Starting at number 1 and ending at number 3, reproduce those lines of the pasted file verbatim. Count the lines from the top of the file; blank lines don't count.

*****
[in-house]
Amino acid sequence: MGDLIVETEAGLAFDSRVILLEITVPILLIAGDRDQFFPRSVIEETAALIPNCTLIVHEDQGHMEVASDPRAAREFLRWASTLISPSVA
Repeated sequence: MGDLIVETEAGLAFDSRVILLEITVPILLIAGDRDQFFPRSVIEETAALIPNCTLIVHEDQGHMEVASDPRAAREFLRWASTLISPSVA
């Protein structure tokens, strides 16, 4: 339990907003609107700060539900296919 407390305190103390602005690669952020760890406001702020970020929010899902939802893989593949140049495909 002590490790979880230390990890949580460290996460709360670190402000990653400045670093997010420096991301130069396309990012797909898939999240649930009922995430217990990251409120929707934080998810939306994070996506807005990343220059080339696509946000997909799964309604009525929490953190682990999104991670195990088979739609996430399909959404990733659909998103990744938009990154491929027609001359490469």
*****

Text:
[in-house]
Amino acid sequence: MGDLIVETEAGLAFDSRVILLEITVPILLIAGDRDQFFPRSVIEETAALIPNCTLIVHEDQGHMEVASDPRAAREFLRWASTLISPSVA
Repeated sequence: MGDLIVETEAGLAFDSRVILLEITVPILLIAGDRDQFFPRSVIEETAALIPNCTLIVHEDQGHMEVASDPRAAREFLRWASTLISPSVA